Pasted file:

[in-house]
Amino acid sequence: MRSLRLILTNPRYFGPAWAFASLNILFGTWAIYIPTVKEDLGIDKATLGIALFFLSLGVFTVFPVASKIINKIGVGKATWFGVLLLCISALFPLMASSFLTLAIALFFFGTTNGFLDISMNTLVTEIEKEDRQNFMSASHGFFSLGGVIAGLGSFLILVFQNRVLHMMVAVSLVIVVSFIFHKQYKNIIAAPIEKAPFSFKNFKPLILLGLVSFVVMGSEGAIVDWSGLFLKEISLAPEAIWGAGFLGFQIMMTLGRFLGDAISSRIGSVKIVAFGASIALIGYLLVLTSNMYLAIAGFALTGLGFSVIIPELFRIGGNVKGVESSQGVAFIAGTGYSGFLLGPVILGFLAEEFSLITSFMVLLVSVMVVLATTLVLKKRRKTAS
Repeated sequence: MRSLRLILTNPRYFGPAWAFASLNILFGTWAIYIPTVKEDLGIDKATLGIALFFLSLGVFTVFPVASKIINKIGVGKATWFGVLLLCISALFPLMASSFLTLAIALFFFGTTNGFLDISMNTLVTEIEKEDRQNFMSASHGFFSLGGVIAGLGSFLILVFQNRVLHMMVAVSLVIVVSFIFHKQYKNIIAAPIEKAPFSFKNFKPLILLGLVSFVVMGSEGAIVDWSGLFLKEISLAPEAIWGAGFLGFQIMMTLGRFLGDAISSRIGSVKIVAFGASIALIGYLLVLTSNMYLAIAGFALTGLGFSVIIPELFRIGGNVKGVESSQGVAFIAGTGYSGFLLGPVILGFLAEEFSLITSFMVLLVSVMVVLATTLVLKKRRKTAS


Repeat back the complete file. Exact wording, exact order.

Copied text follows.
[in-house]
Amino acid sequence: MRSLRLILTNPRYFGPAWAFASLNILFGTWAIYIPTVKEDLGIDKATLGIALFFLSLGVFTVFPVASKIINKIGVGKATWFGVLLLCISALFPLMASSFLTLAIALFFFGTTNGFLDISMNTLVTEIEKEDRQNFMSASHGFFSLGGVIAGLGSFLILVFQNRVLHMMVAVSLVIVVSFIFHKQYKNIIAAPIEKAPFSFKNFKPLILLGLVSFVVMGSEGAIVDWSGLFLKEISLAPEAIWGAGFLGFQIMMTLGRFLGDAISSRIGSVKIVAFGASIALIGYLLVLTSNMYLAIAGFALTGLGFSVIIPELFRIGGNVKGVESSQGVAFIAGTGYSGFLLGPVILGFLAEEFSLITSFMVLLVSVMVVLATTLVLKKRRKTAS
Repeated sequence: MRSLRLILTNPRYFGPAWAFASLNILFGTWAIYIPTVKEDLGIDKATLGIALFFLSLGVFTVFPVASKIINKIGVGKATWFGVLLLCISALFPLMASSFLTLAIALFFFGTTNGFLDISMNTLVTEIEKEDRQNFMSASHGFFSLGGVIAGLGSFLILVFQNRVLHMMVAVSLVIVVSFIFHKQYKNIIAAPIEKAPFSFKNFKPLILLGLVSFVVMGSEGAIVDWSGLFLKEISLAPEAIWGAGFLGFQIMMTLGRFLGDAISSRIGSVKIVAFGASIALIGYLLVLTSNMYLAIAGFALTGLGFSVIIPELFRIGGNVKGVESSQGVAFIAGTGYSGFLLGPVILGFLAEEFSLITSFMVLLVSVMVVLATTLVLKKRRKTAS